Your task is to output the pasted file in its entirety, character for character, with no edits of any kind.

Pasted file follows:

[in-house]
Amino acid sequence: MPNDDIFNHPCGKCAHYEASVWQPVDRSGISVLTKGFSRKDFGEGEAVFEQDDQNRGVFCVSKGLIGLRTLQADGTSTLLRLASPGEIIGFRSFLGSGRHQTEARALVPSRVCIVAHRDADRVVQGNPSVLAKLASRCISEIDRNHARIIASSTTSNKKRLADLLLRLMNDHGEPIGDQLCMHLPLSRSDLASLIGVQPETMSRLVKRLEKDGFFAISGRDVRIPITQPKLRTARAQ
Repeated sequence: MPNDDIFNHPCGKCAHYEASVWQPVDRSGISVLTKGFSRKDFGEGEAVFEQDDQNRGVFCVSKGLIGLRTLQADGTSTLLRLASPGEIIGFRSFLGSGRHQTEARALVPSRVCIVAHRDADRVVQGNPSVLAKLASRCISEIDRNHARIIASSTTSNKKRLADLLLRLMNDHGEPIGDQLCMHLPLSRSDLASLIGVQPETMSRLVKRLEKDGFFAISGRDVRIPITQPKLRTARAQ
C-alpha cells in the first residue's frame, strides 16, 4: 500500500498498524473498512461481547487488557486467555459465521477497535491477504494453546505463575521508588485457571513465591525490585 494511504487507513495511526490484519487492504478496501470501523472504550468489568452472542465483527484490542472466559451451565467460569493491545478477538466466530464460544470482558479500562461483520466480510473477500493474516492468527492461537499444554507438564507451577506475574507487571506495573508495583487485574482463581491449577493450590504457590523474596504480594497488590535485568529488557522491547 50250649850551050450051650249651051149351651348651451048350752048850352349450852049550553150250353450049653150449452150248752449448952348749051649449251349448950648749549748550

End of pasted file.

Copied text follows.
[in-house]
Amino acid sequence: MPNDDIFNHPCGKCAHYEASVWQPVDRSGISVLTKGFSRKDFGEGEAVFEQDDQNRGVFCVSKGLIGLRTLQADGTSTLLRLASPGEIIGFRSFLGSGRHQTEARALVPSRVCIVAHRDADRVVQGNPSVLAKLASRCISEIDRNHARIIASSTTSNKKRLADLLLRLMNDHGEPIGDQLCMHLPLSRSDLASLIGVQPETMSRLVKRLEKDGFFAISGRDVRIPITQPKLRTARAQ
Repeated sequence: MPNDDIFNHPCGKCAHYEASVWQPVDRSGISVLTKGFSRKDFGEGEAVFEQDDQNRGVFCVSKGLIGLRTLQADGTSTLLRLASPGEIIGFRSFLGSGRHQTEARALVPSRVCIVAHRDADRVVQGNPSVLAKLASRCISEIDRNHARIIASSTTSNKKRLADLLLRLMNDHGEPIGDQLCMHLPLSRSDLASLIGVQPETMSRLVKRLEKDGFFAISGRDVRIPITQPKLRTARAQ
C-alpha cells in the first residue's frame, strides 16, 4: 500500500498498524473498512461481547487488557486467555459465521477497535491477504494453546505463575521508588485457571513465591525490585 494511504487507513495511526490484519487492504478496501470501523472504550468489568452472542465483527484490542472466559451451565467460569493491545478477538466466530464460544470482558479500562461483520466480510473477500493474516492468527492461537499444554507438564507451577506475574507487571506495573508495583487485574482463581491449577493450590504457590523474596504480594497488590535485568529488557522491547 50250649850551050450051650249651051149351651348651451048350752048850352349450852049550553150250353450049653150449452150248752449448952348749051649449251349448950648749549748550